In 1988 Johnson again confounded critics by returning to MoMA as guest curator of the exhibition Deconstructivist Architecture, billed as ‘development post-dating post-modernism’: it brought architects such as Hadid and Libeskind to the attention of the media, and demonstrated again his capabilities in knowing (and even creating) celebrity culture. In fact, his career demonstrates he was a taste-former, insisting that architecture is not about social engineering or ‘making life better’, but should be viewed as an aesthetic experience. He himself designed the Gate House, New Canaan (1994–5—), a pavilion without any right angles, his own homage to Deconstructivism), experimented with developing ideas from German Expressionism, and designed (1996) the Cathedral of Hope, Dallas, TX, for the Universal Fellowship of Metropolitan Community Churches (still to be realized). It seems as though, having shocked, Johnson then went on to do something else, almost gleefully, leaving critics floundering in his wake: he promoted, then subverted the International style, did the same to Post-Modernism, and repeated the feat with Deconstructivism, all of which adds up to quite a comment on his times. He often described himself as a ‘whore’, as he exposed pretence and exercised his influence with cynicism and puckish disregard for what might be thought of his stance (which changed so much nobody could actually pin him down (to the intense annoyance of (especially) British critics) ). Amazingly, he admitted he was ‘not a good architect’, and indeed some of his work (e.g., in Dallas, TX) would bear out his admission: it is often superficial, lacks depth, and could be considered unusually brittle, suggesting he could not think architecturally (he could not draw either). However, he was as successful in creating new trends and forming opinions as he was in deflating the pretensions of adherents of once-fashionable (and frequently untenable) orthodoxies: his greatest achievement was to expose the false morality of Modernism, and indeed the bogusness of major trends in C20 and C21 architecture.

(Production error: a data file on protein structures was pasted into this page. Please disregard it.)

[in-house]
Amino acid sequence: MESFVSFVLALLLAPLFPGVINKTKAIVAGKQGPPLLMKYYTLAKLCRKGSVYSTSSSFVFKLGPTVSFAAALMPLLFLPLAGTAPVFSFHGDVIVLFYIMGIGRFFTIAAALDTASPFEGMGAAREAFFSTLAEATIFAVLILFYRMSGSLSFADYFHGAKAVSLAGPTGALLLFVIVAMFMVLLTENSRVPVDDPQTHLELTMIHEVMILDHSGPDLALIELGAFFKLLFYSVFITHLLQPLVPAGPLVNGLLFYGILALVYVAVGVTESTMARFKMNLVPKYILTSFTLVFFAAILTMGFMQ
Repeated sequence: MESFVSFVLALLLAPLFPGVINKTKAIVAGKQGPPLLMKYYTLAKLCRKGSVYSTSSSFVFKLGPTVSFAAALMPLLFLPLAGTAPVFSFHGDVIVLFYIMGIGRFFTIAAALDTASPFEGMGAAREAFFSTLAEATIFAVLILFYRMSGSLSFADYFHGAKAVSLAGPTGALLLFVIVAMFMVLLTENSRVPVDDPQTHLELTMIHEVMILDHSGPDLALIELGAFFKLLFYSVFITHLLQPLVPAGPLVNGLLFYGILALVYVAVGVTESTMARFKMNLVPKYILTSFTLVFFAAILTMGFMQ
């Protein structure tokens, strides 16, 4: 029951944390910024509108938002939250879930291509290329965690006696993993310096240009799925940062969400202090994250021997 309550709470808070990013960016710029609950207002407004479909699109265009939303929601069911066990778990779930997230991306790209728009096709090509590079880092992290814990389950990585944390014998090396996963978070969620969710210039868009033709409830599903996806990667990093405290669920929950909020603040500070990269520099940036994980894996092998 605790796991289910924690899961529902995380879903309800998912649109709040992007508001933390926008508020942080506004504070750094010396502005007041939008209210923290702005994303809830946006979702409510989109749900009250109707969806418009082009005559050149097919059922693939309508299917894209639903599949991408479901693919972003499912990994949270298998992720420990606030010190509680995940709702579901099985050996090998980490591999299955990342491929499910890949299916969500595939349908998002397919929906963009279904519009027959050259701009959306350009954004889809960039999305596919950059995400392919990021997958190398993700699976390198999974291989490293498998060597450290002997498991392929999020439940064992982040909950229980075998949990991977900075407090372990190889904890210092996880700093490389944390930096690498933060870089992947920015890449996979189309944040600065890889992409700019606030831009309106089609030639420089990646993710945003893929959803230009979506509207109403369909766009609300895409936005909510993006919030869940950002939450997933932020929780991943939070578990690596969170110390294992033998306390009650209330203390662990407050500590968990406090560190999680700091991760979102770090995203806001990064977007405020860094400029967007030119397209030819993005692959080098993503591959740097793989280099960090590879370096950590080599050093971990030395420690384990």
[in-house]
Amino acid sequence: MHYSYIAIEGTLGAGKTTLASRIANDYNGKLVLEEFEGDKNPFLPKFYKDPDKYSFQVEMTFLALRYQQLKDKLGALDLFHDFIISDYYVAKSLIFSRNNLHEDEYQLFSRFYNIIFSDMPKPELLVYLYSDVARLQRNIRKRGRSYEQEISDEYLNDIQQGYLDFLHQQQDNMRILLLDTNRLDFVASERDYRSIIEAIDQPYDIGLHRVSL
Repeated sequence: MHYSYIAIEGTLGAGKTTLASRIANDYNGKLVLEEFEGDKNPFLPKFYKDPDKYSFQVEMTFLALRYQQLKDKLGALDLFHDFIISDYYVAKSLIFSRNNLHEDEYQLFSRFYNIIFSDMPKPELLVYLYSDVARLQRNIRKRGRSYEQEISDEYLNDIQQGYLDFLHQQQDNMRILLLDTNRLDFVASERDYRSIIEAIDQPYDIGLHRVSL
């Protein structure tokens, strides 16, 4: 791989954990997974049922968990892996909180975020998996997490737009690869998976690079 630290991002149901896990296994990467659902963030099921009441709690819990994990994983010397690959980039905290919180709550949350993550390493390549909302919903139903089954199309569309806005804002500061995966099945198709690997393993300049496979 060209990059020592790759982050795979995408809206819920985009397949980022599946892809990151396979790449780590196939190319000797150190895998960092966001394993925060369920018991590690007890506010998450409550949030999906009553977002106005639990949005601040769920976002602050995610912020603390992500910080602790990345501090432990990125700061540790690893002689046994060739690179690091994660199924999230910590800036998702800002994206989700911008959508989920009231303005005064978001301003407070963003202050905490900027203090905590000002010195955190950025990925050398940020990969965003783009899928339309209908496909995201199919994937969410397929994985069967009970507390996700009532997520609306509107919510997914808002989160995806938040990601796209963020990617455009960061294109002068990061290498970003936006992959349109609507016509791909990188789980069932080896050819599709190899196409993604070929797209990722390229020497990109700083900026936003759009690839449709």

Bibliography

Blake (1966);
Fox et al. (2002);
Goldberger (ed.) (2002);
Hitchcock (1996a);
Hitchcock & and Johnson (1995);
Jacobus (1962);
Jenkins & and Mohney (2001);
Jodidio (1997);
Johnson & and Wigley (1988);
Kipnis (1996);
Lewis & and O'Connor (1994);
Nory Miller (1979);
Nakamura (ed.)(2000);
Salingaros et al. (2004);
Schulze (1994);
Stern (ed.) (1979)
The Times (28 Jan. 2005), 70;
Welch (2000);